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The principle in French law is that financial relations between France and foreign countries are free.
However, some investors making certain types of investments in so-called “sensitive“Sectors of activity must follow a prior authorization procedure with the French Ministry of the Economy.
The control of foreign investments in these sectors of activity has been considerably strengthened in recent years, in particular since the outbreak of the health crisis resulting from the emergence and spread of COVID-19.
At European level, a legal framework common to the Member States, resulting from a regulation dated March 19, 20191 establishing EU direct investment screening and cooperation mechanisms between Member States, entered into force on 11 October 2020.
At the French level, the so-called “PACT“Law of 22 May 20192its implementing decree of December 31, 20193 and an order of the same day remodeled and broadened the prior authorization procedure, strengthened the powers of the Minister responsible for the economy and introduced a new system of pecuniary sanctions.
For a detailed description of the applicable rules, please refer to our previous articles on the subject4.
With the outbreak of the health crisis resulting from COVID-19, a further strengthening of the control of foreign investments appeared necessary.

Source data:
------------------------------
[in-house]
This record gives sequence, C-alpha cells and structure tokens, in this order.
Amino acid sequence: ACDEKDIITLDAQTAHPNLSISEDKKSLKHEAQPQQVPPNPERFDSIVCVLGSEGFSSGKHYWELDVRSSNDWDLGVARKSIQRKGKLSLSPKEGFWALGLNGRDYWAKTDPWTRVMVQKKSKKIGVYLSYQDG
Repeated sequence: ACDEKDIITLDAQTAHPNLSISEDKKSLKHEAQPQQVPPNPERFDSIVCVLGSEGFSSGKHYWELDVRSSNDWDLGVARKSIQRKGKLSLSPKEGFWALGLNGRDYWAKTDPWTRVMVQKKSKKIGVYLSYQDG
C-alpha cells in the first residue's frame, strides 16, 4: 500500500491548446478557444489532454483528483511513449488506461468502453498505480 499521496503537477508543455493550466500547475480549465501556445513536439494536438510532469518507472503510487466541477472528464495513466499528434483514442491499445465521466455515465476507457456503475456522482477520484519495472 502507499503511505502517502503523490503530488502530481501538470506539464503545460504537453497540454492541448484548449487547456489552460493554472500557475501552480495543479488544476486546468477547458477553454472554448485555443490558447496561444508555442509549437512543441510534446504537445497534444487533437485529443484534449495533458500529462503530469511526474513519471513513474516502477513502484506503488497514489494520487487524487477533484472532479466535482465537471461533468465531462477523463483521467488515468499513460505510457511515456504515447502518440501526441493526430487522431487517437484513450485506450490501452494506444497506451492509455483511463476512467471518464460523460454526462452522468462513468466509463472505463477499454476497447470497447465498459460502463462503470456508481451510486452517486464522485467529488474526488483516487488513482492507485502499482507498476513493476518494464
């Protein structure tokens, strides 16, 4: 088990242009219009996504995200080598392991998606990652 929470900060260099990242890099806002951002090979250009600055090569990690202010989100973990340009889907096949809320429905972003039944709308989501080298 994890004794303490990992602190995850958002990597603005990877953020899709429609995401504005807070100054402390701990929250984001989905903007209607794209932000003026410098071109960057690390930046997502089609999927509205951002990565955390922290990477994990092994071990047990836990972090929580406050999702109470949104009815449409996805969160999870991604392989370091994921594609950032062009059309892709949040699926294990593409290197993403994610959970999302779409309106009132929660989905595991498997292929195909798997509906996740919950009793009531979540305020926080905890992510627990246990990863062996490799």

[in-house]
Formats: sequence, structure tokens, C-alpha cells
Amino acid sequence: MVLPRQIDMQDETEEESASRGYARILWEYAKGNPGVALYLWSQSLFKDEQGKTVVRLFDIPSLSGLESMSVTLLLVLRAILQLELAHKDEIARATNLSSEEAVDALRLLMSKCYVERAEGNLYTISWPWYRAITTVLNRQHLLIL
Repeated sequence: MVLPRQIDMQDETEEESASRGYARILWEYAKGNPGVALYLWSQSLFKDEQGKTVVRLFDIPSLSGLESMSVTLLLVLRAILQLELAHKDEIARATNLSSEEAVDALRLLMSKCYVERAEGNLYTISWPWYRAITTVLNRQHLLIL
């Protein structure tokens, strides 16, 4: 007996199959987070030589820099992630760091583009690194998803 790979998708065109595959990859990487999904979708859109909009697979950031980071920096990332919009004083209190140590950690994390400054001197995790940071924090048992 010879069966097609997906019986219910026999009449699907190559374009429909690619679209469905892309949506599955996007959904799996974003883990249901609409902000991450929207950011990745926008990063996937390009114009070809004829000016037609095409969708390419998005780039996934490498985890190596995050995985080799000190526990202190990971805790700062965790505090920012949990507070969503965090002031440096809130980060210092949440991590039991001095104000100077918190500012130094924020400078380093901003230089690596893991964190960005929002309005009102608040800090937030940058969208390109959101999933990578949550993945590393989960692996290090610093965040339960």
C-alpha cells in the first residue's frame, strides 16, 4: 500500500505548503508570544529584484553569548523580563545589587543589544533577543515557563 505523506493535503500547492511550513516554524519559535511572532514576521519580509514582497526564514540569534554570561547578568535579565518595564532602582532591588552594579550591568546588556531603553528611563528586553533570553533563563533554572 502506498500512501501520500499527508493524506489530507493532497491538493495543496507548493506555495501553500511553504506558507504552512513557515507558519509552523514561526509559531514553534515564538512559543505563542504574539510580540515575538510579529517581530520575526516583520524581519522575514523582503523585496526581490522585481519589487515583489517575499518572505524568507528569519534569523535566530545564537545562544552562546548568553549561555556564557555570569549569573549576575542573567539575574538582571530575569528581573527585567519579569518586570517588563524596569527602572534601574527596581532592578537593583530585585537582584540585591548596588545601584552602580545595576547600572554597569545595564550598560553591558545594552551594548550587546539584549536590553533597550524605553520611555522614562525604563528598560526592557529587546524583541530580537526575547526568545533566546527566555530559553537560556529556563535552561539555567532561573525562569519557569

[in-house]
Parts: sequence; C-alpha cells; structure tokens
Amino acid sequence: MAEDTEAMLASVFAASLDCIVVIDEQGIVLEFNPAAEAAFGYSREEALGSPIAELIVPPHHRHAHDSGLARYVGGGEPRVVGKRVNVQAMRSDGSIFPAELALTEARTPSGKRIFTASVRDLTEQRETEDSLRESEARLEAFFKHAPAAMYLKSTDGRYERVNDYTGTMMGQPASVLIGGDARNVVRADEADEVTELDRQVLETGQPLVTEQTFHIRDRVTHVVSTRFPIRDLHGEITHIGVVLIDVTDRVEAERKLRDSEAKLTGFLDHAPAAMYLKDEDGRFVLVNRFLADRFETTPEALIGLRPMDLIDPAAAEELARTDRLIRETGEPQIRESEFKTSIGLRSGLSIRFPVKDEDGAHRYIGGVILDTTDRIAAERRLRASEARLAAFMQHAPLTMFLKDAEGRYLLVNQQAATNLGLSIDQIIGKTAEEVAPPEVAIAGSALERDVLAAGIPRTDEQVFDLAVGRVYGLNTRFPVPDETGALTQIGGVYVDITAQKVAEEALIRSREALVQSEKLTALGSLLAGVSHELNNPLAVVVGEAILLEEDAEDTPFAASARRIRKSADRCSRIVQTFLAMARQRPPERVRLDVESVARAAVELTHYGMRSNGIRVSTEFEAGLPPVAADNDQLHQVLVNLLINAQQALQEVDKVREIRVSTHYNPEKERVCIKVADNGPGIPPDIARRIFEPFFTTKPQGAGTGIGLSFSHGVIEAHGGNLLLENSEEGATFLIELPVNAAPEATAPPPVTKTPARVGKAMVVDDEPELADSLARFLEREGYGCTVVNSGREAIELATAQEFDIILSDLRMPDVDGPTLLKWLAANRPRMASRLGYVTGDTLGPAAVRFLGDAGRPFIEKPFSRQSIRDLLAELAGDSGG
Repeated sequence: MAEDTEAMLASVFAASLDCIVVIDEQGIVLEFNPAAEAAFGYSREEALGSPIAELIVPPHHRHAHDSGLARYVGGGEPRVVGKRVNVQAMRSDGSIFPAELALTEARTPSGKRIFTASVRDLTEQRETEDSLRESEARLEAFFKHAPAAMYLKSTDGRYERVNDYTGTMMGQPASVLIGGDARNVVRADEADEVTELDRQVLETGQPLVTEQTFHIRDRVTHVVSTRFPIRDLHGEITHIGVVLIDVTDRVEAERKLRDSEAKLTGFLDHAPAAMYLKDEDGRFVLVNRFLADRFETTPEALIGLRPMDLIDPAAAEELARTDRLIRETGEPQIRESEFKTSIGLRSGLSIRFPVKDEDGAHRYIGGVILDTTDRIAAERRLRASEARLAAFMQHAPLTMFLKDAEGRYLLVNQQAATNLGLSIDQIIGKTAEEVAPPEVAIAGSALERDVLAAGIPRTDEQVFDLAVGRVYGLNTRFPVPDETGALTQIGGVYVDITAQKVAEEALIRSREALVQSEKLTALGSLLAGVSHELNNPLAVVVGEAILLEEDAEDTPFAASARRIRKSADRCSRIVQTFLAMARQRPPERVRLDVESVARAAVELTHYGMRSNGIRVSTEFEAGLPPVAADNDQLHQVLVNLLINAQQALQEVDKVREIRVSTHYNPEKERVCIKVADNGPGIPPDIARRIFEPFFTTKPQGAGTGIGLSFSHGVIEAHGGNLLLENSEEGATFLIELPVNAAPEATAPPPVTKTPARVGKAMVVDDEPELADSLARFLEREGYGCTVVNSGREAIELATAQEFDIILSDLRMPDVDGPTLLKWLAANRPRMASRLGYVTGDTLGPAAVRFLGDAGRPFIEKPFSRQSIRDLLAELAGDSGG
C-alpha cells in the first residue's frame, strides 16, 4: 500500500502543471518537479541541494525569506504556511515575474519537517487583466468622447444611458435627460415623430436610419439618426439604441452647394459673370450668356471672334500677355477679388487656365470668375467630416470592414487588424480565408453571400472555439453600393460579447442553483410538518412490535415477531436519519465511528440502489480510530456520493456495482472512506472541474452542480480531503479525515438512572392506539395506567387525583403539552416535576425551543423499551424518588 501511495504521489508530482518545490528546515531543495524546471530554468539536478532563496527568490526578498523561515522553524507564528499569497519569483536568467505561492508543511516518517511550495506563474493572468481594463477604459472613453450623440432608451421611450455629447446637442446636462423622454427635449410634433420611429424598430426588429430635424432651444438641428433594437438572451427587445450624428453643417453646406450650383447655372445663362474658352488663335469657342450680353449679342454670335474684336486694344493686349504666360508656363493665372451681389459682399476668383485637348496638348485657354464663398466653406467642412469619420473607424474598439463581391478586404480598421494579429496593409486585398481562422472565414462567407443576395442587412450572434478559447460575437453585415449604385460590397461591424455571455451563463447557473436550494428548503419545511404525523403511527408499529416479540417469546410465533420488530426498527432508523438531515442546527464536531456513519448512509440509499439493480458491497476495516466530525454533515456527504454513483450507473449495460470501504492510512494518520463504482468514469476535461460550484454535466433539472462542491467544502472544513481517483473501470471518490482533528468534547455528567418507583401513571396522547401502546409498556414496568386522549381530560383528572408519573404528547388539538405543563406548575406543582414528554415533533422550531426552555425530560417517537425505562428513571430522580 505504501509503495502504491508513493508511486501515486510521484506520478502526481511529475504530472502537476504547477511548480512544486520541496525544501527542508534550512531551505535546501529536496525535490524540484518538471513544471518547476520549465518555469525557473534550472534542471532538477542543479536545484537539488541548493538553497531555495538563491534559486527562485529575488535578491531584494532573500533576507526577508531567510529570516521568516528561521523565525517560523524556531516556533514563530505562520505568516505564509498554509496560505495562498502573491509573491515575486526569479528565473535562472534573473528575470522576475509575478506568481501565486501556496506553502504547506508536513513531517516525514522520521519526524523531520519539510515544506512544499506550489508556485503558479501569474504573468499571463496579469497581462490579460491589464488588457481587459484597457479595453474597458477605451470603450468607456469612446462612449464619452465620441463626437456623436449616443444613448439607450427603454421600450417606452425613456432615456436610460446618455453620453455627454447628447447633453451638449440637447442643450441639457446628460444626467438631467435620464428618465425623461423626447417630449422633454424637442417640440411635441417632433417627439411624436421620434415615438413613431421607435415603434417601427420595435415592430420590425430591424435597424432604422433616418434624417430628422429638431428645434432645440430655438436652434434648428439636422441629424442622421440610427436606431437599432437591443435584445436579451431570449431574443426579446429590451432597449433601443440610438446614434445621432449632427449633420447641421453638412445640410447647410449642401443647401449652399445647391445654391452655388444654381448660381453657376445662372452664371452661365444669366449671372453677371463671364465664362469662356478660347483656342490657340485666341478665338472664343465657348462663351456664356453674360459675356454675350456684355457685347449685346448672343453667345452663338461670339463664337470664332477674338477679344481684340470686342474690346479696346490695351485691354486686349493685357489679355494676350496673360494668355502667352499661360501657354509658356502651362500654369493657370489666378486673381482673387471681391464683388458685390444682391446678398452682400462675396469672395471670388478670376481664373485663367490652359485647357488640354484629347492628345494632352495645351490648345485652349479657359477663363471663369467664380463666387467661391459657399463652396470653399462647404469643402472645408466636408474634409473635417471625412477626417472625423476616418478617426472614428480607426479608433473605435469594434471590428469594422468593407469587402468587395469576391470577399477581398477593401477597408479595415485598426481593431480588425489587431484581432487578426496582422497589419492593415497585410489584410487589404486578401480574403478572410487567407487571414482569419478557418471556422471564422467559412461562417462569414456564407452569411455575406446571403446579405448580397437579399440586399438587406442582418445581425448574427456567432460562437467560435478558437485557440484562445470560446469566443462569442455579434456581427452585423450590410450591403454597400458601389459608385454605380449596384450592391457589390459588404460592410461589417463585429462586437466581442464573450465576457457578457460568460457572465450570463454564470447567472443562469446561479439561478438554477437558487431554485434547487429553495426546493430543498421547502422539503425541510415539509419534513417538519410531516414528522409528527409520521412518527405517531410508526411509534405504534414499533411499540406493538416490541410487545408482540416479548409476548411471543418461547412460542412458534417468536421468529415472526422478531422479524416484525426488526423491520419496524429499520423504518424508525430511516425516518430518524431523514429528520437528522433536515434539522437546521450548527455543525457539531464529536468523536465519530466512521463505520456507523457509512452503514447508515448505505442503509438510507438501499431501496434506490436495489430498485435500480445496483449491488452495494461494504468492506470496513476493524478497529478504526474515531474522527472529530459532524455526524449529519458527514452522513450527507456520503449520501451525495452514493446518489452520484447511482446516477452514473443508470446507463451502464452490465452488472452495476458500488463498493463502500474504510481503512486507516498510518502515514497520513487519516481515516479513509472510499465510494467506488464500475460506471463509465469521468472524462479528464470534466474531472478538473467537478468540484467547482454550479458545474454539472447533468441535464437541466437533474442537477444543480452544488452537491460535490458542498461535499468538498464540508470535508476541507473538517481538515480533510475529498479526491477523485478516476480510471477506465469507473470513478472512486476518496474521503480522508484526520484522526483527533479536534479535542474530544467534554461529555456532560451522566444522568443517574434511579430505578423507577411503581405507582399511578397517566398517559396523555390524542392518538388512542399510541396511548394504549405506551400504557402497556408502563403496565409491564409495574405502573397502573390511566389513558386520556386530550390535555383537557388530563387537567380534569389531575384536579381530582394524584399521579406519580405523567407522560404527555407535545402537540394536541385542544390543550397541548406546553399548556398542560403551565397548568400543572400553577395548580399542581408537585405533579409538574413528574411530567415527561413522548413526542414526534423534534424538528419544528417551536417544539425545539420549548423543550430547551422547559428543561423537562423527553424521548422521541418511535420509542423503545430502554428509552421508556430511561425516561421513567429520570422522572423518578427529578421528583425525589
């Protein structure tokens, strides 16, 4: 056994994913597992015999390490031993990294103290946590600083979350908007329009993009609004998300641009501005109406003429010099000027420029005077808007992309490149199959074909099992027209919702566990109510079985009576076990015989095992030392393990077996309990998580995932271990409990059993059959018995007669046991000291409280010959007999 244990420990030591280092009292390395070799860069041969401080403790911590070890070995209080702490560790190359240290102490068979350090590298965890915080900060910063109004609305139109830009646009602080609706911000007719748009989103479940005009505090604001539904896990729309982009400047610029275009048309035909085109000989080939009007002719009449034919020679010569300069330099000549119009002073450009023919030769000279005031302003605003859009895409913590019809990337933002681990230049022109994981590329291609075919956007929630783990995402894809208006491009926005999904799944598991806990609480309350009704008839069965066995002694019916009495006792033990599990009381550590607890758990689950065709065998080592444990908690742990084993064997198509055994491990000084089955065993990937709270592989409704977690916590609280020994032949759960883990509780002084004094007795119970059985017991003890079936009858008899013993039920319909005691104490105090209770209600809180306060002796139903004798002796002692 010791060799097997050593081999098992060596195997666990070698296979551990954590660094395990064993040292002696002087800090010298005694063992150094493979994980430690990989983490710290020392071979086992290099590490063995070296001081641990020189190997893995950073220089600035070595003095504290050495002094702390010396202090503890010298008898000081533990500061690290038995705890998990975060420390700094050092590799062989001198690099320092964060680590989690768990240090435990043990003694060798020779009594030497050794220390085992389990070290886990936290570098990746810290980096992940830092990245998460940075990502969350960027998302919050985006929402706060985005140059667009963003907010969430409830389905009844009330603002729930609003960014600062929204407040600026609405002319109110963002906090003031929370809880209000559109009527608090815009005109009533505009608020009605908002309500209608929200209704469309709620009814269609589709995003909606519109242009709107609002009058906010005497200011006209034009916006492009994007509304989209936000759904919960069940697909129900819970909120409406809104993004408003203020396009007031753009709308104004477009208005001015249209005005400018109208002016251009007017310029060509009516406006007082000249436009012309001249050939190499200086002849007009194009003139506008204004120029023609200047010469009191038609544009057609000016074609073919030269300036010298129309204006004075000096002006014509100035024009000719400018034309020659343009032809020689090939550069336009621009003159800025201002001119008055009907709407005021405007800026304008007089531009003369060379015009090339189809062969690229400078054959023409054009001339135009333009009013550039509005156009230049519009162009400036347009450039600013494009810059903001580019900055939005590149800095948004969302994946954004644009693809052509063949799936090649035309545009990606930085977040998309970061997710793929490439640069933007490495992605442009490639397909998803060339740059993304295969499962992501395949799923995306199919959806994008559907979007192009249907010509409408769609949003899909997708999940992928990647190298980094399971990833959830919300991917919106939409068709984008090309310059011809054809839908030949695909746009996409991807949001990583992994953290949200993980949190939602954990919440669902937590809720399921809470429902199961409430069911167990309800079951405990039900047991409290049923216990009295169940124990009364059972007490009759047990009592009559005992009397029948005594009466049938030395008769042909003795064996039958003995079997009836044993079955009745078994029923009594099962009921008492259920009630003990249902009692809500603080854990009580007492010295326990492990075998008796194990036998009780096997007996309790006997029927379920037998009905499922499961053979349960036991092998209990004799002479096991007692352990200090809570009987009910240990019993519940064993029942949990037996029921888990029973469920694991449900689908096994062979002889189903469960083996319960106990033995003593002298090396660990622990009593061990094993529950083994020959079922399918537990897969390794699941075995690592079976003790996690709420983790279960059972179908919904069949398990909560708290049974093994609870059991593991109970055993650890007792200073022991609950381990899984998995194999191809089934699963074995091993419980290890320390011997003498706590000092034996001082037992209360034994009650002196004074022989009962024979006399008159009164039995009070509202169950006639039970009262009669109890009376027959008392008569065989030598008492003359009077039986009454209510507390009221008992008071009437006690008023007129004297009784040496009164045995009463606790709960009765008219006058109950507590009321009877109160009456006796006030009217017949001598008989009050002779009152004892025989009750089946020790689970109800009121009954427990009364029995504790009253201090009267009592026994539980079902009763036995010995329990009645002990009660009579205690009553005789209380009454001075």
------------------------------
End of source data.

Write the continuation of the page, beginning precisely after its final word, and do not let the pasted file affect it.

In a communication dated March 26, 2020, the European Commission among others alerted member states to the impact that “acquisitions of health-related assets” would have on the European Union as a whole5.
Two measures aimed at strengthening the control of foreign investments in France were quickly adopted under French law.
To begin withan order dated April 27, 2020 completed the list of “critical technologies“protected under article 6 of the decree of December 31, 2019 referred to above by the addition of a reference to”biotechnologies“.
As a reminder, said article 6, taken pursuant to article R. 151-3, III, 1° of the Monetary and Financial Code, defines “the list of research and development activities involving critical technologies” for which foreign investments are subject to prior authorization.
These include among others cybersecurity, artificial intelligence and robotics.
Bruno Le Maire, French Minister of Economy, justified the addition of “biotechnologies“remembering that”several thousand companies are involved in the search for vaccines against COVID-19″6.
Even if he announced that it would be a transitional measure, the decree of April 27, 2020 does not set a date for the end of its application and this measure is therefore still in force today.
The absence of a precise legal definition of the concept of “biotechnology“has been criticized by some legal writers who have emphasized the need for”rigorously define the term, since the scope of the foreign investment authorization regime depends on it”seven.
The definition of the Organization for Economic Co-operation and Development, according to which biotechnology includes “the application of science and technology to living organisms, and their parts, products and models, to modify living or non-living materials for the production of knowledge, goods and servicesappears too general to avoid any objection from foreign investors.
It is worth noting the effectiveness of this measure since between 2020 and 2021, controls on foreign investments in biotechnology have almost doubled8.
In a second timea decree of July 22, 20209 lowered the threshold for acquiring voting rights that could trigger control by foreign investors of listed French companies.
A new decree had extended the duration of this measure from July 22, 2020 to January 31, 2021ten.